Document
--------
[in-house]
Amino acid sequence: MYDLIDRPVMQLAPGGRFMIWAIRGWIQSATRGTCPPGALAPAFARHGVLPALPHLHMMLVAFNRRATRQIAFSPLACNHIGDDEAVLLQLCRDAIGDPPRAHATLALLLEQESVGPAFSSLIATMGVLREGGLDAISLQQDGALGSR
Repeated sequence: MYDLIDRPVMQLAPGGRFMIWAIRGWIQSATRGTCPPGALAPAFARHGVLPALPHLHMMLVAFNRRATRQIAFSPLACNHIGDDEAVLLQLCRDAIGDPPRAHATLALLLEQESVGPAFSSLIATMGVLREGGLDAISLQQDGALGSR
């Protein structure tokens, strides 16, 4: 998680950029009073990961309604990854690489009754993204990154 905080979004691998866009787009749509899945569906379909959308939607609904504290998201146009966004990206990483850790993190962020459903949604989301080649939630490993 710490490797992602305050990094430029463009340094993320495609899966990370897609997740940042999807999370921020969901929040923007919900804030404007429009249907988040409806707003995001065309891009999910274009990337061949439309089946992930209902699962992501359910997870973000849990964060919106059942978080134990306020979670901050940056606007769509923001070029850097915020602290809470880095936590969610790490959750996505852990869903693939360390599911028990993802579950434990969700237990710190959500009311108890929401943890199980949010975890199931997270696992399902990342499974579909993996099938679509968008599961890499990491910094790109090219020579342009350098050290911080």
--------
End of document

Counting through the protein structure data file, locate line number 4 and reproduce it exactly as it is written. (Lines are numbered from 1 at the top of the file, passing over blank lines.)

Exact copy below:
């Protein structure tokens, strides 16, 4: 998680950029009073990961309604990854690489009754993204990154 905080979004691998866009787009749509899945569906379909959308939607609904504290998201146009966004990206990483850790993190962020459903949604989301080649939630490993 710490490797992602305050990094430029463009340094993320495609899966990370897609997740940042999807999370921020969901929040923007919900804030404007429009249907988040409806707003995001065309891009999910274009990337061949439309089946992930209902699962992501359910997870973000849990964060919106059942978080134990306020979670901050940056606007769509923001070029850097915020602290809470880095936590969610790490959750996505852990869903693939360390599911028990993802579950434990969700237990710190959500009311108890929401943890199980949010975890199931997270696992399902990342499974579909993996099938679509968008599961890499990491910094790109090219020579342009350098050290911080």